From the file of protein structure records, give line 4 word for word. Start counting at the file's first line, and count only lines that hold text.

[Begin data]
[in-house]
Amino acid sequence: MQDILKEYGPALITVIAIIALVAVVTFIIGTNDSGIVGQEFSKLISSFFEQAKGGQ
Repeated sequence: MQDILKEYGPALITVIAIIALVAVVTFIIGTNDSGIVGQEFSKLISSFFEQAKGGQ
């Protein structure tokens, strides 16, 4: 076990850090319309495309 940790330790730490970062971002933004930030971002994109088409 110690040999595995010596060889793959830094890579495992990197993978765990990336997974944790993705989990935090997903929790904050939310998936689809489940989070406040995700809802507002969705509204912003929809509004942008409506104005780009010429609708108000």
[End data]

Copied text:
């Protein structure tokens, strides 16, 4: 076990850090319309495309 940790330790730490970062971002933004930030971002994109088409 110690040999595995010596060889793959830094890579495992990197993978765990990336997974944790993705989990935090997903929790904050939310998936689809489940989070406040995700809802507002969705509204912003929809509004942008409506104005780009010429609708108000």